The one accident involving an elevator in total free-fall occurred in 1945, when a twin-engine B-25 Mitchell bomber crashed into the 79th floor of the Empire State Building in New York City and lodged in an elevator shaft. The airplane's motor severed every rope, or cable, on one car traveling downward at the 38th floor. The car, all safety devices disabled, plunged to the sub-basement.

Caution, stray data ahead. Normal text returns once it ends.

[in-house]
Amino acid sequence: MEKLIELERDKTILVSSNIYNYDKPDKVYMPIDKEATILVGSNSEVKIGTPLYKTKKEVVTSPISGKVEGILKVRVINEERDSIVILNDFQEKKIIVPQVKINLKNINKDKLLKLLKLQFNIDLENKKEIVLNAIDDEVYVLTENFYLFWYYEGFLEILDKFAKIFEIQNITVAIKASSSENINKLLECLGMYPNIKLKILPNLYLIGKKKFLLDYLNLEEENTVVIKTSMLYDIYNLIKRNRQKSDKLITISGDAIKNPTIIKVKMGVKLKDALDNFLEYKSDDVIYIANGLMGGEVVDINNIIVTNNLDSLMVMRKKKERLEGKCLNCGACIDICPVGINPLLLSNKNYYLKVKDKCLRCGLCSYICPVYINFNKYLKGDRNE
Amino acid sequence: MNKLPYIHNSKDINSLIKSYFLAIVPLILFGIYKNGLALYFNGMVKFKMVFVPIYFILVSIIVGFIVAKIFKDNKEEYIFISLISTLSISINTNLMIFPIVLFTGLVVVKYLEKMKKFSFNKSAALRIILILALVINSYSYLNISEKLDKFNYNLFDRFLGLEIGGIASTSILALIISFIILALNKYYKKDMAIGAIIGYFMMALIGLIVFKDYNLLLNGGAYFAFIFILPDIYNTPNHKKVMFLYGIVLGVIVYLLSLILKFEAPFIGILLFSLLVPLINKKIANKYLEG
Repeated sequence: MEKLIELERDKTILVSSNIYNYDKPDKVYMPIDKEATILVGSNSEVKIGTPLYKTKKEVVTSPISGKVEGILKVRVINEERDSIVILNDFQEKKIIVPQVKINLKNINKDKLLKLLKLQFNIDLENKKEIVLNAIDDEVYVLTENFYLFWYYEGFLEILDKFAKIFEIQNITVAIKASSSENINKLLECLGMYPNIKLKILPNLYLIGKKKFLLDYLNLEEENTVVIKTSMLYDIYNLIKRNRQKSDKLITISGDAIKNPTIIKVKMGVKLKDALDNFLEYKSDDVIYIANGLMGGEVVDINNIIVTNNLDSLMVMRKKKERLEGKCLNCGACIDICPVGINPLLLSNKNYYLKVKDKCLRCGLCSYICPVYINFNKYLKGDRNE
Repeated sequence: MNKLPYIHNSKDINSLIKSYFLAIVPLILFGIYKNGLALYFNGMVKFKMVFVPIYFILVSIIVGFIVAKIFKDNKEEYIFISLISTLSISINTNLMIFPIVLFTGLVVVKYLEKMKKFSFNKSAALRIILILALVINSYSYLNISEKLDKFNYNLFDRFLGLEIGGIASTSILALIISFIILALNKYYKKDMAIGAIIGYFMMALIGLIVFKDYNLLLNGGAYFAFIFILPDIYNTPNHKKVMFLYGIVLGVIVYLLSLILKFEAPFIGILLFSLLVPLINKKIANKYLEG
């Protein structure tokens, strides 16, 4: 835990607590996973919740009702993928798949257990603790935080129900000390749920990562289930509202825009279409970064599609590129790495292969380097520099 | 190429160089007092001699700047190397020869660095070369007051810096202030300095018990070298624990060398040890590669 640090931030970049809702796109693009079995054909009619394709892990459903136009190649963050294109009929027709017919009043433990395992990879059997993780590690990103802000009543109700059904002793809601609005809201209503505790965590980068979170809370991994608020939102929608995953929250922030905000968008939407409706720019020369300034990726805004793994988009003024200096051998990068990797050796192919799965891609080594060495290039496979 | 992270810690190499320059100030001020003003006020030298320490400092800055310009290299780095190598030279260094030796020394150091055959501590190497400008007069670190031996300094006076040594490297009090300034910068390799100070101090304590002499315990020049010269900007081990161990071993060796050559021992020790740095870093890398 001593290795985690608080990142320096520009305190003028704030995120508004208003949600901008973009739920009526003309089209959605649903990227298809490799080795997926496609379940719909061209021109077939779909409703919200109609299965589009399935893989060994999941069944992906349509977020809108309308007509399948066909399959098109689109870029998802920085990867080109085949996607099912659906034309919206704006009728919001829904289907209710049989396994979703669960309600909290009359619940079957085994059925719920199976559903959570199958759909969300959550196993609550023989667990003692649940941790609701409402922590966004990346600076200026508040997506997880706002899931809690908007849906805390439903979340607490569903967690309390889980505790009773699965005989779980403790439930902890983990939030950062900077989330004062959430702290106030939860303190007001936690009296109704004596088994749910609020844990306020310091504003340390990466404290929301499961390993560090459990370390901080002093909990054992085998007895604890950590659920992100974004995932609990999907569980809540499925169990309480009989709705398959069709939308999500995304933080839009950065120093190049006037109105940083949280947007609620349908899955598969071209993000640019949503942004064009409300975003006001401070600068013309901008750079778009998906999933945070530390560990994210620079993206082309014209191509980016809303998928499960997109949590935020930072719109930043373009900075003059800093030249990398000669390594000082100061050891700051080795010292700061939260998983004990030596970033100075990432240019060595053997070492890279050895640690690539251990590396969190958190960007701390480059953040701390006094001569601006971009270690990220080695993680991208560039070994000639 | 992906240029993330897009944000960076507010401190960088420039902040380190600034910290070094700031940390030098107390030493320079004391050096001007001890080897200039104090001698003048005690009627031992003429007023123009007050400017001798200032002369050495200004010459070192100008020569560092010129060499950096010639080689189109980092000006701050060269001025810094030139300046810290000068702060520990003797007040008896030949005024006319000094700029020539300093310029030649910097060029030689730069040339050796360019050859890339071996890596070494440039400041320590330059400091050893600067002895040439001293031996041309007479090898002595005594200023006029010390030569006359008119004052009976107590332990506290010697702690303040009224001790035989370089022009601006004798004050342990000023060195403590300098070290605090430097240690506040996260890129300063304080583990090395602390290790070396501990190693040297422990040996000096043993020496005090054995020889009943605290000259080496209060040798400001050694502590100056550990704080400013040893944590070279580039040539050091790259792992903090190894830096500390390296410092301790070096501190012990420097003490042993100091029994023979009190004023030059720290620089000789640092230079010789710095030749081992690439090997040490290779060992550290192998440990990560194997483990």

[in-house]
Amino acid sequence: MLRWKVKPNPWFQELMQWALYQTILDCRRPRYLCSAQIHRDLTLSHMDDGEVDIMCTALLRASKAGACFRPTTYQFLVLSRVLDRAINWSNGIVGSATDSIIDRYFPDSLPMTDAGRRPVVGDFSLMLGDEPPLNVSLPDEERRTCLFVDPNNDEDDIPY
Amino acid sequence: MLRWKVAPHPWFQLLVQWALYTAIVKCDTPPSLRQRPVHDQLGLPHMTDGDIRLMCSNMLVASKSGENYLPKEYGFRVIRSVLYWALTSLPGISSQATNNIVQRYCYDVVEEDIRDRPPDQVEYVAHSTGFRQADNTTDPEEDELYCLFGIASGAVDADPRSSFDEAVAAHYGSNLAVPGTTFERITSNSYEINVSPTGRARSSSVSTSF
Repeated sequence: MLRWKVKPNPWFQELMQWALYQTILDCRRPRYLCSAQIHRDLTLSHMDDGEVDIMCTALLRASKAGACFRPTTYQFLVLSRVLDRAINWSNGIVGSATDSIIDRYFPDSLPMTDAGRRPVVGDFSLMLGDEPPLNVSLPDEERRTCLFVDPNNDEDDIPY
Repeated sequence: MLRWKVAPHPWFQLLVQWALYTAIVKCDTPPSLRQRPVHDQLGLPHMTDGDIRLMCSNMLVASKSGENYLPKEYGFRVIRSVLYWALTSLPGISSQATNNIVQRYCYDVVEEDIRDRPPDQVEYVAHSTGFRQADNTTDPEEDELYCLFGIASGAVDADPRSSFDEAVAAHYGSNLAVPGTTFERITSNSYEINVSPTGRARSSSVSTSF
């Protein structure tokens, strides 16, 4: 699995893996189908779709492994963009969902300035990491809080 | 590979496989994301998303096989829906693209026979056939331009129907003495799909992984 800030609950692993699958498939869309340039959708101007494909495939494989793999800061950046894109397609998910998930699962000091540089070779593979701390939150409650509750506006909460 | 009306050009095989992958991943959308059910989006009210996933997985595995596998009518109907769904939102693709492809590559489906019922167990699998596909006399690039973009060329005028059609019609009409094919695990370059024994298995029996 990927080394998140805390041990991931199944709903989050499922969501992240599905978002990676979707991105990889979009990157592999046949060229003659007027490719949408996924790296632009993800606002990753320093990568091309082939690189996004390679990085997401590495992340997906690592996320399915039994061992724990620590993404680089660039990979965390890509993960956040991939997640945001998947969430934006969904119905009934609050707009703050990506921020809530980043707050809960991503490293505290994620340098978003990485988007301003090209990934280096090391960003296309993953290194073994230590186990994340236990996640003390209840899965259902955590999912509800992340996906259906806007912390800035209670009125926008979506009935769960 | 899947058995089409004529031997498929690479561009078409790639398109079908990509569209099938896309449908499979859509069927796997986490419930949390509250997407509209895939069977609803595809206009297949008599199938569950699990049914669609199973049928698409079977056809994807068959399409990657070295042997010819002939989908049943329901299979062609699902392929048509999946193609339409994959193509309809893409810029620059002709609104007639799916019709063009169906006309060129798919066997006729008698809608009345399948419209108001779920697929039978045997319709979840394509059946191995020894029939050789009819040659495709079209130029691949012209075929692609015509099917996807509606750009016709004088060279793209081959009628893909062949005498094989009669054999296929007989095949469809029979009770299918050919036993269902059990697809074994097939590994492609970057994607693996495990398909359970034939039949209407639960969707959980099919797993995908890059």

A sole occupant, the 20-year-old operator, Betty Lou Oliver, survived for three reasons, according to a contemporaneous account. First, a buildup of pressure in the shaft as the car fell provided an "air cushion." Second, hundreds of feet of severed secondary cables piled up in the bottom of the shaft and absorbed some of the impact. Third, a hydraulic plunger in the sub-basement, designed to be a shock absorber, helped slow the car -- though not as intended. Instead of behaving as a buffer, it pierced the center of the floor of the car because of the great speed at which it fell. Oliver was uninjured only because she was standing to one side. Also destroyed were ropes attached to 10,000 pounds of counterweight, then at the 50th floor. The weight hit the basement with such force that it broke through 12 feet of concrete and smashed a water main, flooding the sub-basement. It took more than a year to repair all the damage. Betty Lou Oliver returned to the building and rode in an elevator five months later. A history of the Otis Elevator Co. noted that because of the freakish nature of the accident, "this incident cannot be regarded as a failure of the ropes or the equipment." The industry claims that "vertical passenger transportation" is the safest form of transport in the world, with the number of accidents involving equipment failure minuscule in relation to the number of people carried. Elevator World, the industry publication, estimates that 600,000 elevators are in operation in the United States, and that they carry at least 44,660,548,000 passengers annually. Otis claims that worldwide, its equipment moves the population of the Earth every nine days. "There is no doubt about it," said Bill Sturgeon, editor of Elevator World in Mobile, Ala. "It {elevator travel} is the safest in the world." Sturgeon said that he has "been in the business for 45 years" and has never heard of any other instance of an elevator falling to the bottom of its shaft. Precise figures for accidents are difficult to obtain for several reasons. While elevator safety codes are written at the federal level in conjunction with the American Society of Mechanical Engineers, states have primary responsibility for monitoring compliance and conducting inspections; local jurisidictions also may issue regulations. Additionally, many lawsuits filed relating to accidents involving elevators are settled out of court, while other cases remain under court seal. The Consumer Product Safety Commission says that in 1993 there were 17,711 visits to hospital emergency rooms involving elevators, escalators and other lifts; the agency does not divide the numbers into separate categories, but a CPSC spokesman said that escalator incidents account for the majority of those visits. Fatalities and serious injuries have occurred when elevators have fallen even a few floors before safety devices acted, in some instances as the apparent result of equipment malfunctioning in poorly maintained installations. Irresponsible or risky behavior by passengers and even by maintenance people also has resulted in death and injury. CAPTION: Elisha Otis's crucial safety device, illustrated in this diagram from his patent application, cleverly relied on simple, natural forces that could be counted on operate automatically if the rope broke. At the top of the car, he placed a "leaf spring," much like the kind used in older automobiles. This is made of one or more curved strips of steel. The spring is placed so that when the car's weight pulls down on the rope, which passes through a hole in the middle of the spring, the spring is flattened against the roof of the car. The ends of the spring are linked rigidly to flanges pointed toward toothed guide rails outside the car. As long as the car hangs on the rope, the spring stays flattened and the flanges stay inside the car. You can think of the linkage as a rigid version of a person's bent leg and foot. If the rope breaks, the spring snaps back to its resting form. This change in shape automatically pushes the flanges outward to catch teeth on the guide rails.